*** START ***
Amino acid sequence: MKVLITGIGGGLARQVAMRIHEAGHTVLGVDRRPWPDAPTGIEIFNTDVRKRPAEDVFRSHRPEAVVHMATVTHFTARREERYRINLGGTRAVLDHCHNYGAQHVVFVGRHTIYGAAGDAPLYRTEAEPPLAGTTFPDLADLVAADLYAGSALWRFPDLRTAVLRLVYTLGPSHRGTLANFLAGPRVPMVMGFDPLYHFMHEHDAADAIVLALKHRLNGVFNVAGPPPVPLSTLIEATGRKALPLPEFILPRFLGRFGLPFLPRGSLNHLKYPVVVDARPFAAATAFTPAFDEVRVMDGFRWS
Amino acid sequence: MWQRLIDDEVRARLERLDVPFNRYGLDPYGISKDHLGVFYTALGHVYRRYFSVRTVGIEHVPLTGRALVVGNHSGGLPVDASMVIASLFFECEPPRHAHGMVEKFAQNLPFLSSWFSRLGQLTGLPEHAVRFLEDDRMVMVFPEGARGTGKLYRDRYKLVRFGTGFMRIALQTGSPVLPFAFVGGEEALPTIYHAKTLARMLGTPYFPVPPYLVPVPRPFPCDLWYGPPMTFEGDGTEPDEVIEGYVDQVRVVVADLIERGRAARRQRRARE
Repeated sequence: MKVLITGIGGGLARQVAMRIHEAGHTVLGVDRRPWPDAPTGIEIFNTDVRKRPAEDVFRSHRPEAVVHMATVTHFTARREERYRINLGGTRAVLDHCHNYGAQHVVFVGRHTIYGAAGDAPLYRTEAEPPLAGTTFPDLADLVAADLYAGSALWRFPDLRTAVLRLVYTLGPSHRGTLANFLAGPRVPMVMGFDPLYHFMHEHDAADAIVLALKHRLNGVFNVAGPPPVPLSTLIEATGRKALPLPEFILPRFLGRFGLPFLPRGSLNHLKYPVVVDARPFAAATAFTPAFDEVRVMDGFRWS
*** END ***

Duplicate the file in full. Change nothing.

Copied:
Amino acid sequence: MKVLITGIGGGLARQVAMRIHEAGHTVLGVDRRPWPDAPTGIEIFNTDVRKRPAEDVFRSHRPEAVVHMATVTHFTARREERYRINLGGTRAVLDHCHNYGAQHVVFVGRHTIYGAAGDAPLYRTEAEPPLAGTTFPDLADLVAADLYAGSALWRFPDLRTAVLRLVYTLGPSHRGTLANFLAGPRVPMVMGFDPLYHFMHEHDAADAIVLALKHRLNGVFNVAGPPPVPLSTLIEATGRKALPLPEFILPRFLGRFGLPFLPRGSLNHLKYPVVVDARPFAAATAFTPAFDEVRVMDGFRWS
Amino acid sequence: MWQRLIDDEVRARLERLDVPFNRYGLDPYGISKDHLGVFYTALGHVYRRYFSVRTVGIEHVPLTGRALVVGNHSGGLPVDASMVIASLFFECEPPRHAHGMVEKFAQNLPFLSSWFSRLGQLTGLPEHAVRFLEDDRMVMVFPEGARGTGKLYRDRYKLVRFGTGFMRIALQTGSPVLPFAFVGGEEALPTIYHAKTLARMLGTPYFPVPPYLVPVPRPFPCDLWYGPPMTFEGDGTEPDEVIEGYVDQVRVVVADLIERGRAARRQRRARE
Repeated sequence: MKVLITGIGGGLARQVAMRIHEAGHTVLGVDRRPWPDAPTGIEIFNTDVRKRPAEDVFRSHRPEAVVHMATVTHFTARREERYRINLGGTRAVLDHCHNYGAQHVVFVGRHTIYGAAGDAPLYRTEAEPPLAGTTFPDLADLVAADLYAGSALWRFPDLRTAVLRLVYTLGPSHRGTLANFLAGPRVPMVMGFDPLYHFMHEHDAADAIVLALKHRLNGVFNVAGPPPVPLSTLIEATGRKALPLPEFILPRFLGRFGLPFLPRGSLNHLKYPVVVDARPFAAATAFTPAFDEVRVMDGFRWS